Those who believe that a college education is the primrose path to the Canadian Club and Cadillac set only show that their thinking mechanism needs an oil change. Whatever it is that most tycoons have, it isn’t a cum laude degree from a commercial college, and the only time most of them wore a mortarboard was when Ulcer U honored them with a baccalaureate for filling the chinks in the annual deficit with folded dollar bills. Many of the skilled trades offer a fatter pay envelope to the craftsman than do some of the jobs offered to the college graduate. And a fast sales pitch often offers a bigger slice of the economic pie than book-learning and bookkeeping combined. And how much education do you need to peddle pills on a TV commercial?

However, the leisurely study of psychology, theology, philosophy and allied subjects helps to keep our youth out of pool halls, and gives them a feeling of intellectual superiority that stays with them until they’re old enough to vote. At times this knowledge can be parlayed into a spot on the fourth plateau of a quiz show, or until they meet up with a question on bird-banding or the Bedlington terrier. One thing sure, educating our youth never hurt anybody but professors and parents, and the first are paid for it and the second do the paying.

College coeducation is a scheme to give a female high-school graduate a choice of becoming a majorette or a min-

ing engineer while killing time between maturity and matrimony. Those who fall by the educational wayside become the suburban wives of the young organization men who are bucking for vice-presidencies, and the ones who graduate tend to obey their teacher fixations and elope with lepidopterists or become the soulmates of publishers of banned books.

I have no objections to women doctors, astronomers, mathematicians, or even dieticians (as long as they remain in institutions), but I draw the line at a woman dentist venting her spleen on the male sex by way of my impacted molar. As far as I’ve been able to observe, most graduates in household science are just slightly better housekeepers than Old Meg, and the only economies that are practised by their sisters the household economics majors are those involving soap products and elbow-grease. Physical culture courses should be banned by law, for, apart from making wrestlers out of ballet dancers, their only contribution to the social weal is the training of muscle-bound reformatory matrons.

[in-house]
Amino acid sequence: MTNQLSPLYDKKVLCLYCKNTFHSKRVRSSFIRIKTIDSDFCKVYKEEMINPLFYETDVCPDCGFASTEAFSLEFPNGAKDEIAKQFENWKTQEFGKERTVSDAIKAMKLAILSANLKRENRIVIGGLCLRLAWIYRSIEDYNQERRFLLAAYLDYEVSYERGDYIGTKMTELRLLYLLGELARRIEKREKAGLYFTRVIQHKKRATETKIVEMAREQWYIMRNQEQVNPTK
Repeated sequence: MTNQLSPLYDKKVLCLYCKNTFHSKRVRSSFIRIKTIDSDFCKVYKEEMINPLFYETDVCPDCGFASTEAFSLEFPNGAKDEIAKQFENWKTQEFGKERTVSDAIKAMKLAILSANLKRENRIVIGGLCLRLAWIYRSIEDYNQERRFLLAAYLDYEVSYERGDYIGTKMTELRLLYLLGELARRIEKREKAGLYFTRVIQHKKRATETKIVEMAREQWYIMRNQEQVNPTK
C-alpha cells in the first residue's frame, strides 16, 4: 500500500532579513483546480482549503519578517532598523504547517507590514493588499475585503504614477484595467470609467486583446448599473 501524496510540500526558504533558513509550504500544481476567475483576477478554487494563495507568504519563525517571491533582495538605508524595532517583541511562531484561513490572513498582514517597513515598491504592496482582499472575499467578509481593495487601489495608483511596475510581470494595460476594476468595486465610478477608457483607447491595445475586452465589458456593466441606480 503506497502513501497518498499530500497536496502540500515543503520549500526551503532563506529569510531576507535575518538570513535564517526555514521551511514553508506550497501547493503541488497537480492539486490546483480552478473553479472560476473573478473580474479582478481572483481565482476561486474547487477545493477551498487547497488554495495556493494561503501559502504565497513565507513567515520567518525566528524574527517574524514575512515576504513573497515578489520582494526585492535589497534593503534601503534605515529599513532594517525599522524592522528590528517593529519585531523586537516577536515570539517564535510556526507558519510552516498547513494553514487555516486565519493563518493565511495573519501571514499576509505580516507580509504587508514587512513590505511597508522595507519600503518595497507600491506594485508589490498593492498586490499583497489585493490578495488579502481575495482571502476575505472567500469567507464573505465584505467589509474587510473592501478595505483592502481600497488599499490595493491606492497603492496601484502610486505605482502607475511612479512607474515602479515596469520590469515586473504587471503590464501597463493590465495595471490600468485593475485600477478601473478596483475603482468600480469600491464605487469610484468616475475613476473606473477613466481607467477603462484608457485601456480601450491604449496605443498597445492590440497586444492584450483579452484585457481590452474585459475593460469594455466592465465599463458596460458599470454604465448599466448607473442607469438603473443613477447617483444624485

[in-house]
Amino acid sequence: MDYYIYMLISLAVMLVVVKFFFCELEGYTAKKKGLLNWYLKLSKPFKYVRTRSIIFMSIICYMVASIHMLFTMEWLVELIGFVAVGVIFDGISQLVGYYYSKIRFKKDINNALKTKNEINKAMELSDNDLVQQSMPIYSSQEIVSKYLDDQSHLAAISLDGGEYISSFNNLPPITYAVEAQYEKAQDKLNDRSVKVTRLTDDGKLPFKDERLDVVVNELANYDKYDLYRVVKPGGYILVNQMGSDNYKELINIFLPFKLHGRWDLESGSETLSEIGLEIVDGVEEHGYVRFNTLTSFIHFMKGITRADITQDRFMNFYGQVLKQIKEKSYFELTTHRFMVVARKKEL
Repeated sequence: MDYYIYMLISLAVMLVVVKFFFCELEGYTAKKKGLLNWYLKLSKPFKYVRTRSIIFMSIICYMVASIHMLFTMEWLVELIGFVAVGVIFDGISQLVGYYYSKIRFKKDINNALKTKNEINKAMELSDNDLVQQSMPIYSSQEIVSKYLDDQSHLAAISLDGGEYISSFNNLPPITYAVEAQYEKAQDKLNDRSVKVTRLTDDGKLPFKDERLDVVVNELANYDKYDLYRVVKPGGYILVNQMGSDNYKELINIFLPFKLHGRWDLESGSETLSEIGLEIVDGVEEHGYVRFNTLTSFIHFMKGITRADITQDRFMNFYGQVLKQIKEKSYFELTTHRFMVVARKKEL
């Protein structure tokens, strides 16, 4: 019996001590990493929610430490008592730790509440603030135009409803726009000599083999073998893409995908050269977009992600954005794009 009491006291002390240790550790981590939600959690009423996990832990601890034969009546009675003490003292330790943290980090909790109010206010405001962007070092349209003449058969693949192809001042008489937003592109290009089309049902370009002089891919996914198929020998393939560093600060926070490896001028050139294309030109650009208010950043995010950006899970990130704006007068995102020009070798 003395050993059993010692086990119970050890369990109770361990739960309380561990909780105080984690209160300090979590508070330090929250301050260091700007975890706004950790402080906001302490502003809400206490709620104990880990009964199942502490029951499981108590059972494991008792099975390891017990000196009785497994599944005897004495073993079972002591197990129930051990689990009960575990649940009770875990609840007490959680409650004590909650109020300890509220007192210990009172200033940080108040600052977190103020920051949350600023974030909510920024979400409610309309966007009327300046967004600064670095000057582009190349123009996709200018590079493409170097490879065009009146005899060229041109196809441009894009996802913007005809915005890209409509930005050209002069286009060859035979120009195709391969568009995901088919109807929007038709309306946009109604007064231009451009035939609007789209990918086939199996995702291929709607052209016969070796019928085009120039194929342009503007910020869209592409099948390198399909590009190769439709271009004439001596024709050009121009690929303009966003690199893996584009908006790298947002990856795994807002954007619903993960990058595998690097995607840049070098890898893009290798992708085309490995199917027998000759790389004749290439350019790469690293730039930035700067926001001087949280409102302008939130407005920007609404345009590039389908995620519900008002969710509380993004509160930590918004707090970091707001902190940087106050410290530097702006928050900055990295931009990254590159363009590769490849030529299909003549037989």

We need college-trained men and women, who will become our teachers, doctors, lawyers, engineers, philosophers, scientists and cultural leaders, but do we really need all the bored young men with their suede shoes and savoir vivre? Our universities were founded to give advanced education to our intellectual elite, not to become way stations on the road of life for the haughty and the mentally halt. The biggest mistake we made in our educational system was to make social and financial snobbery the parental prerequisite to a college education. Instead of having to spread our universities over another square mile of valuable real estate, why not cull our would-be collegians before they get a chance to take up space?

If Sistie isn’t very bright, but wants to specialize in household science, marry her off and buy her a cookbook. If Junior shows an aptitude for figures, it may mean he'd make a better beauty pageant judge than a physicist. Just because you didn’t get a chance to punt a football at good old Provincial U doesn’t mean you have to inflict your offspring on the unsuspecting faculty. Times are tough enough for the professors as it is.

Instead of worrying how I'm going to pay my kids’ way through university. I’m wondering if I can’t get the boy into the bricklayers’ union and the girl into the movies. There’s nothing like starting them at the top, and I’ve still got twenty years to go before I can apply for the burned-out pension. +